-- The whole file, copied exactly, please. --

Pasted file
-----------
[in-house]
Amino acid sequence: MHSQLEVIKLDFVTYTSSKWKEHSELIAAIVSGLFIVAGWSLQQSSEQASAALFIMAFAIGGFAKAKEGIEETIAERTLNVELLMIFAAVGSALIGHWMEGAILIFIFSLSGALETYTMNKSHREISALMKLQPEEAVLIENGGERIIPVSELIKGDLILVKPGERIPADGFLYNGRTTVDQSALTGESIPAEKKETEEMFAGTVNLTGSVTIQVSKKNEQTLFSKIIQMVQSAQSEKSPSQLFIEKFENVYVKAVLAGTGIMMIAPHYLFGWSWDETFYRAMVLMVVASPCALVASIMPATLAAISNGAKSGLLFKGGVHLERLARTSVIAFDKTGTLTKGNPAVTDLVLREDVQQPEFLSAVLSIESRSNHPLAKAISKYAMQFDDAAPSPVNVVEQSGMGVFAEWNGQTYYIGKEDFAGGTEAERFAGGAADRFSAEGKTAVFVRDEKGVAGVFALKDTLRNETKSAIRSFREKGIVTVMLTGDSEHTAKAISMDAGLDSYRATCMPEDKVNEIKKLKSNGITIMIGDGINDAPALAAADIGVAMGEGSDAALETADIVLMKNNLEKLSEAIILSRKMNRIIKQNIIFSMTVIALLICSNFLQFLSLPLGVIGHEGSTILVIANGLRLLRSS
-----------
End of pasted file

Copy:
[in-house]
Amino acid sequence: MHSQLEVIKLDFVTYTSSKWKEHSELIAAIVSGLFIVAGWSLQQSSEQASAALFIMAFAIGGFAKAKEGIEETIAERTLNVELLMIFAAVGSALIGHWMEGAILIFIFSLSGALETYTMNKSHREISALMKLQPEEAVLIENGGERIIPVSELIKGDLILVKPGERIPADGFLYNGRTTVDQSALTGESIPAEKKETEEMFAGTVNLTGSVTIQVSKKNEQTLFSKIIQMVQSAQSEKSPSQLFIEKFENVYVKAVLAGTGIMMIAPHYLFGWSWDETFYRAMVLMVVASPCALVASIMPATLAAISNGAKSGLLFKGGVHLERLARTSVIAFDKTGTLTKGNPAVTDLVLREDVQQPEFLSAVLSIESRSNHPLAKAISKYAMQFDDAAPSPVNVVEQSGMGVFAEWNGQTYYIGKEDFAGGTEAERFAGGAADRFSAEGKTAVFVRDEKGVAGVFALKDTLRNETKSAIRSFREKGIVTVMLTGDSEHTAKAISMDAGLDSYRATCMPEDKVNEIKKLKSNGITIMIGDGINDAPALAAADIGVAMGEGSDAALETADIVLMKNNLEKLSEAIILSRKMNRIIKQNIIFSMTVIALLICSNFLQFLSLPLGVIGHEGSTILVIANGLRLLRSS